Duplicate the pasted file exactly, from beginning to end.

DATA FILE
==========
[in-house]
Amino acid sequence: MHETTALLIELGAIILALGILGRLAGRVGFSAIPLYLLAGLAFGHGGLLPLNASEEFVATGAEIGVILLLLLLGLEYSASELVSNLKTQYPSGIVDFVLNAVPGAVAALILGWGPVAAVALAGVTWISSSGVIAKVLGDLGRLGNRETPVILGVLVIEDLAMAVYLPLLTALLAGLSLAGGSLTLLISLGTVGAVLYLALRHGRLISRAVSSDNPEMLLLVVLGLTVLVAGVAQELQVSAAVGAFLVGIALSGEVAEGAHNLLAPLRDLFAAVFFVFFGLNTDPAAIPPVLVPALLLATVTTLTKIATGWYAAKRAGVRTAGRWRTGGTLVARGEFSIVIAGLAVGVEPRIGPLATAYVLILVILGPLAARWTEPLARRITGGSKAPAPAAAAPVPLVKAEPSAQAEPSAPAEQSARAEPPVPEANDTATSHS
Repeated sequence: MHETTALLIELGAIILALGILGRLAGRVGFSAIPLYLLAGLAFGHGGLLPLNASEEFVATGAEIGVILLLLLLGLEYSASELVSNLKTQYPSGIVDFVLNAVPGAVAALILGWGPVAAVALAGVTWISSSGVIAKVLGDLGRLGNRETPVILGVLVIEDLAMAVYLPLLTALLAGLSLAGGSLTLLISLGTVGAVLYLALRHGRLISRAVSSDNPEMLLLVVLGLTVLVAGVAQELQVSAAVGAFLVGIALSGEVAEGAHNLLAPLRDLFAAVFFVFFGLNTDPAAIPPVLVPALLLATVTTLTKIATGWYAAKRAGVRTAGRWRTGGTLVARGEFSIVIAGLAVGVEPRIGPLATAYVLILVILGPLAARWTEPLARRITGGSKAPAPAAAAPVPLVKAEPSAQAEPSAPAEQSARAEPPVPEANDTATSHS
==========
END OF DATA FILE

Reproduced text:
[in-house]
Amino acid sequence: MHETTALLIELGAIILALGILGRLAGRVGFSAIPLYLLAGLAFGHGGLLPLNASEEFVATGAEIGVILLLLLLGLEYSASELVSNLKTQYPSGIVDFVLNAVPGAVAALILGWGPVAAVALAGVTWISSSGVIAKVLGDLGRLGNRETPVILGVLVIEDLAMAVYLPLLTALLAGLSLAGGSLTLLISLGTVGAVLYLALRHGRLISRAVSSDNPEMLLLVVLGLTVLVAGVAQELQVSAAVGAFLVGIALSGEVAEGAHNLLAPLRDLFAAVFFVFFGLNTDPAAIPPVLVPALLLATVTTLTKIATGWYAAKRAGVRTAGRWRTGGTLVARGEFSIVIAGLAVGVEPRIGPLATAYVLILVILGPLAARWTEPLARRITGGSKAPAPAAAAPVPLVKAEPSAQAEPSAPAEQSARAEPPVPEANDTATSHS
Repeated sequence: MHETTALLIELGAIILALGILGRLAGRVGFSAIPLYLLAGLAFGHGGLLPLNASEEFVATGAEIGVILLLLLLGLEYSASELVSNLKTQYPSGIVDFVLNAVPGAVAALILGWGPVAAVALAGVTWISSSGVIAKVLGDLGRLGNRETPVILGVLVIEDLAMAVYLPLLTALLAGLSLAGGSLTLLISLGTVGAVLYLALRHGRLISRAVSSDNPEMLLLVVLGLTVLVAGVAQELQVSAAVGAFLVGIALSGEVAEGAHNLLAPLRDLFAAVFFVFFGLNTDPAAIPPVLVPALLLATVTTLTKIATGWYAAKRAGVRTAGRWRTGGTLVARGEFSIVIAGLAVGVEPRIGPLATAYVLILVILGPLAARWTEPLARRITGGSKAPAPAAAAPVPLVKAEPSAQAEPSAPAEQSARAEPPVPEANDTATSHS